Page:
By Robb M. Stewart 

MELBOURNE, Australia--Commonwealth Bank of Australia's (CBA.AU) annual profit was squeezed by margin pressure and the rising cost of compensating customers for past failings, though it flagged signs of stability in the housing market.

The bank, Australia's largest by market value and the country's biggest mortgage lender, recorded an 8.1% drop in net profit for the financial year as customer remediation costs swelled by about 1 billion Australian dollars (US$675.8 million). It also struggled with a dip in income as lending and deposit volume growth was offset by compensation, the removal and reduction in certain customer fees, and a rise in compliance and wages costs.

Still, Commonwealth Bank held its dividend steady and said it had neutralized the discount on its dividend reinvestment plan and would consider options for returning capital to shareholders after the sale of assets further bolstered its balance sheet.

"We're making very good progress on becoming a simpler and better bank, both simplifying our portfolio as well as the way we operate and serve our customers," said Matt Comyn, the former head of retail banking who took over as chief executive in April 2018.

Net profit fell to A$8.57 billion in the 12 months through June from A$9.33 billion the year before. It was the second year running that Commonwealth Bank's profit has declined.

After years of benefiting from low levels of soured loans and dominant positions in a booming mortgage market, the nation's biggest banks have struggled with headwinds to revenue growth from a retreat in property prices and customer compensation and compliance costs. Regulatory and political scrutiny has also increased following last year's damming government-ordered probe of misconduct in the financial industry, which revealed a number of cases including widespread charging of fees for financial advice that wasn't delivered.

Commonwealth Bank, which has a market value of about A$141 billion, said the cost of its ongoing remediation program had now climbed to almost A$2.2 billion as it spend more on refunding fees charged to wealth and banking customers.

Cash earnings, a measure followed by analysts that strips out items including currency hedging volatility and losses or gains on asset sales, fell by 4.7% to A$8.49 billion on ongoing operations, missing expectations.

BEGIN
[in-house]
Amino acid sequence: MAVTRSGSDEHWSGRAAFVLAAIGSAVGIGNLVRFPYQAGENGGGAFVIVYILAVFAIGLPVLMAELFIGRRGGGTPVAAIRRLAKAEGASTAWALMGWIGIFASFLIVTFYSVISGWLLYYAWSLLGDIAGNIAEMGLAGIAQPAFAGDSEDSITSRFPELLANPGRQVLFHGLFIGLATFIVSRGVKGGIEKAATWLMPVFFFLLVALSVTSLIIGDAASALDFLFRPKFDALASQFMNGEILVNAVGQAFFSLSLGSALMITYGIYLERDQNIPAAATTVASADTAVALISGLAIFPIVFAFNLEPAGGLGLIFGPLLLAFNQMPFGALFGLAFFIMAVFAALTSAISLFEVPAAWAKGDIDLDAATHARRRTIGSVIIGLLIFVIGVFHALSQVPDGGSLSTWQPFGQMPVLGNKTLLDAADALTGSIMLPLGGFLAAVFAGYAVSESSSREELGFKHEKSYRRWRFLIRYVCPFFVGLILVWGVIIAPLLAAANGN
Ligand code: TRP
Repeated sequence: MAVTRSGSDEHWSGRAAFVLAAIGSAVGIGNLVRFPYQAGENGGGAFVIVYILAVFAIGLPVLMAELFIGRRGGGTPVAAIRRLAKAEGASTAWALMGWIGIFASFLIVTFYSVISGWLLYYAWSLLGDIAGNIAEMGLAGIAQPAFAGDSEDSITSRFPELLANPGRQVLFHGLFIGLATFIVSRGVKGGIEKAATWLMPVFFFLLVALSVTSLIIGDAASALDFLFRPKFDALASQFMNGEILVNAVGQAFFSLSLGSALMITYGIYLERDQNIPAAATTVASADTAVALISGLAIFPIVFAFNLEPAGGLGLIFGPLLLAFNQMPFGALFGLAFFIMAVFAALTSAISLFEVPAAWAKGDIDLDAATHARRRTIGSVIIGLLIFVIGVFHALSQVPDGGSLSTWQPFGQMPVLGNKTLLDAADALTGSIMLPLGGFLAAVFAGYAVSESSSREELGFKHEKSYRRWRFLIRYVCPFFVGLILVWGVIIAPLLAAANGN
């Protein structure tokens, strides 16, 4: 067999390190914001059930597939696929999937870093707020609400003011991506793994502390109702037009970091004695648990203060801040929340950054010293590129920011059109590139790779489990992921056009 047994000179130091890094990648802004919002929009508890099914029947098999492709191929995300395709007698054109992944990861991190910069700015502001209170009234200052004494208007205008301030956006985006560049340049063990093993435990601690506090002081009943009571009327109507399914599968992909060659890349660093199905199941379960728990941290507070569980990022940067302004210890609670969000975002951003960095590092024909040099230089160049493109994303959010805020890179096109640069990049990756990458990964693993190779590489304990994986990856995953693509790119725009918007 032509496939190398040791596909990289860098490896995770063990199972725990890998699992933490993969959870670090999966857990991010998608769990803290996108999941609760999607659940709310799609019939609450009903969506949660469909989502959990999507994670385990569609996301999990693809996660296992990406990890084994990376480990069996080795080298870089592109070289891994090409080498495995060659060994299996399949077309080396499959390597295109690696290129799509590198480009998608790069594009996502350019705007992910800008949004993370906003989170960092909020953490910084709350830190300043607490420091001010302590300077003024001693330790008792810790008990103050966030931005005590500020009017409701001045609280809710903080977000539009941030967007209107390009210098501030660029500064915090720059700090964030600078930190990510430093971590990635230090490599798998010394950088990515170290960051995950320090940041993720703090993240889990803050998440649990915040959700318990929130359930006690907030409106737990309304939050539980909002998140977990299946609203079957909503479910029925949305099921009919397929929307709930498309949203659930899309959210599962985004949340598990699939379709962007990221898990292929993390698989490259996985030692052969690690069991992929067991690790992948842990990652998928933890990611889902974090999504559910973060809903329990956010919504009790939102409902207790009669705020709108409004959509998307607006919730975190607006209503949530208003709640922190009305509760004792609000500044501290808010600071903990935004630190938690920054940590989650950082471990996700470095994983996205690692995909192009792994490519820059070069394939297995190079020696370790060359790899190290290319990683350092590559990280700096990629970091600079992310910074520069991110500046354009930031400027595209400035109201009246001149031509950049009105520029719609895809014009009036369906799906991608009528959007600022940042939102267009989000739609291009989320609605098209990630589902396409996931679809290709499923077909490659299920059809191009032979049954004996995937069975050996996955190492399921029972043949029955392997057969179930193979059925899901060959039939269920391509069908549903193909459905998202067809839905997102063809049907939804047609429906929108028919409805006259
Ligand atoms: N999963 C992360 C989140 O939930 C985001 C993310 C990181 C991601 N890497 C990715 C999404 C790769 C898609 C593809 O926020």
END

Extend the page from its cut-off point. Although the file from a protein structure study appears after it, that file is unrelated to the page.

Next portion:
However, the bank maintained its dividend for the second half of the year at A$2.31 a share, for an unchanged full-year payout of A$4.31.

Commonwealth Bank last week completed the A$4.2 billion sale of its global asset-management business, Colonial First State, and it is awaiting final regulatory approval for the A$688 million exit from its stake in China's BoComm Life Insurance. That gave it the flexibility to consider capital-management options, including a possible off-market share buyback, it said.

Commonwealth Bank, viewed by analysts as a bellwether for the industry due to its scale, said the recent escalation of the trade dispute between the U.S. and China was a clear risk to global growth assumptions, but more positively there were signs of a recovery in Australia's housing market. Prices in Sydney and Melbourne have risen for the last two months, the first rebound since mid-2017, and there has been a pick-up in housing credit growth, Mr. Comyn said.

The bank logged home and business lending growth of 4% for the year, though competition and customers switching from higher-margin mortgage options saw its net interest margin, a profit measure based on the difference between the rate at which a bank borrows and lends, contract slightly over the financial year. Operating expenses also rose by 2.5% for the year with the remediation program, wage inflation and information technology spending.

Commonwealth Bank's annual loan-impairment expense was 11% higher at A$1.2 billion, but it said credit quality remained sound. Customers falling behind on personal loans remained elevated, with pockets of stress in Western Sydney and Melbourne, though there was a modest improvement in customers falling behind on home-loan payments, it said.


Write to Robb M. Stewart at


(END) Dow Jones Newswires

August 06, 2019 19:58 ET (23:58 GMT)

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